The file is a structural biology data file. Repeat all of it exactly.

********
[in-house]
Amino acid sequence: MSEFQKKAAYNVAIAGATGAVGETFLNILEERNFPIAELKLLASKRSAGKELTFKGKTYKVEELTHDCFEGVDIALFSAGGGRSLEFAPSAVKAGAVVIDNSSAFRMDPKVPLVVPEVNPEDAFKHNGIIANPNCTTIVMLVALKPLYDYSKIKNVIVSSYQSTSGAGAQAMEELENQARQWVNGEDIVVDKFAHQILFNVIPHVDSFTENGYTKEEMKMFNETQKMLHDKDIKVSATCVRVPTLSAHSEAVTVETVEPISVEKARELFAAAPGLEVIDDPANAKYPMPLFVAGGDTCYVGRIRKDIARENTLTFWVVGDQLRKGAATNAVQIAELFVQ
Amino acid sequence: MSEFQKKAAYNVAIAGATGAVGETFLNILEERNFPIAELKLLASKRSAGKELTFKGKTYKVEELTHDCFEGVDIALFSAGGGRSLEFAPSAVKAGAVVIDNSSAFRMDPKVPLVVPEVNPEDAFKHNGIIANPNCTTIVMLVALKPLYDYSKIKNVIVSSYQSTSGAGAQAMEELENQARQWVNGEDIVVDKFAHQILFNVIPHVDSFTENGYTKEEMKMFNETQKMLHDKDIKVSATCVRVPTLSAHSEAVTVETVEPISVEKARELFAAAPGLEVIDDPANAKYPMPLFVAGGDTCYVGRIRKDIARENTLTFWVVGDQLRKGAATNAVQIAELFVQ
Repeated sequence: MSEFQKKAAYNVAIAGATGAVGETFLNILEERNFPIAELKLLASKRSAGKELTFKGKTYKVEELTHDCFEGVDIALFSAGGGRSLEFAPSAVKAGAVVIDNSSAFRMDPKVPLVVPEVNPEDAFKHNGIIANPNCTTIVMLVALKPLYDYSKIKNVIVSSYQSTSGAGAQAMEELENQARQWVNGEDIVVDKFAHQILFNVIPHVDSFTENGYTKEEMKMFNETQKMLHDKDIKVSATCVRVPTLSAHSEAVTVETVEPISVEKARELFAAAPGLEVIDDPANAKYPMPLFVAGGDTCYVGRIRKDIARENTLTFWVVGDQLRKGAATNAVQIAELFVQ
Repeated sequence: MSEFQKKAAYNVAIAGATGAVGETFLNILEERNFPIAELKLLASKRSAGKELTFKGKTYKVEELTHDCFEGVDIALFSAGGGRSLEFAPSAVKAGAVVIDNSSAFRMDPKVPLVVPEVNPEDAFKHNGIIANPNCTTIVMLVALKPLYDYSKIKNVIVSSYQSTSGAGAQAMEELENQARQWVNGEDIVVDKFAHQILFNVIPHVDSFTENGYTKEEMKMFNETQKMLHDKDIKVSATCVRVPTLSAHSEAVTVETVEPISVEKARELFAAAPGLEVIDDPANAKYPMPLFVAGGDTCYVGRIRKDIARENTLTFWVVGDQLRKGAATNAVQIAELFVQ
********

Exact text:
[in-house]
Amino acid sequence: MSEFQKKAAYNVAIAGATGAVGETFLNILEERNFPIAELKLLASKRSAGKELTFKGKTYKVEELTHDCFEGVDIALFSAGGGRSLEFAPSAVKAGAVVIDNSSAFRMDPKVPLVVPEVNPEDAFKHNGIIANPNCTTIVMLVALKPLYDYSKIKNVIVSSYQSTSGAGAQAMEELENQARQWVNGEDIVVDKFAHQILFNVIPHVDSFTENGYTKEEMKMFNETQKMLHDKDIKVSATCVRVPTLSAHSEAVTVETVEPISVEKARELFAAAPGLEVIDDPANAKYPMPLFVAGGDTCYVGRIRKDIARENTLTFWVVGDQLRKGAATNAVQIAELFVQ
Amino acid sequence: MSEFQKKAAYNVAIAGATGAVGETFLNILEERNFPIAELKLLASKRSAGKELTFKGKTYKVEELTHDCFEGVDIALFSAGGGRSLEFAPSAVKAGAVVIDNSSAFRMDPKVPLVVPEVNPEDAFKHNGIIANPNCTTIVMLVALKPLYDYSKIKNVIVSSYQSTSGAGAQAMEELENQARQWVNGEDIVVDKFAHQILFNVIPHVDSFTENGYTKEEMKMFNETQKMLHDKDIKVSATCVRVPTLSAHSEAVTVETVEPISVEKARELFAAAPGLEVIDDPANAKYPMPLFVAGGDTCYVGRIRKDIARENTLTFWVVGDQLRKGAATNAVQIAELFVQ
Repeated sequence: MSEFQKKAAYNVAIAGATGAVGETFLNILEERNFPIAELKLLASKRSAGKELTFKGKTYKVEELTHDCFEGVDIALFSAGGGRSLEFAPSAVKAGAVVIDNSSAFRMDPKVPLVVPEVNPEDAFKHNGIIANPNCTTIVMLVALKPLYDYSKIKNVIVSSYQSTSGAGAQAMEELENQARQWVNGEDIVVDKFAHQILFNVIPHVDSFTENGYTKEEMKMFNETQKMLHDKDIKVSATCVRVPTLSAHSEAVTVETVEPISVEKARELFAAAPGLEVIDDPANAKYPMPLFVAGGDTCYVGRIRKDIARENTLTFWVVGDQLRKGAATNAVQIAELFVQ
Repeated sequence: MSEFQKKAAYNVAIAGATGAVGETFLNILEERNFPIAELKLLASKRSAGKELTFKGKTYKVEELTHDCFEGVDIALFSAGGGRSLEFAPSAVKAGAVVIDNSSAFRMDPKVPLVVPEVNPEDAFKHNGIIANPNCTTIVMLVALKPLYDYSKIKNVIVSSYQSTSGAGAQAMEELENQARQWVNGEDIVVDKFAHQILFNVIPHVDSFTENGYTKEEMKMFNETQKMLHDKDIKVSATCVRVPTLSAHSEAVTVETVEPISVEKARELFAAAPGLEVIDDPANAKYPMPLFVAGGDTCYVGRIRKDIARENTLTFWVVGDQLRKGAATNAVQIAELFVQ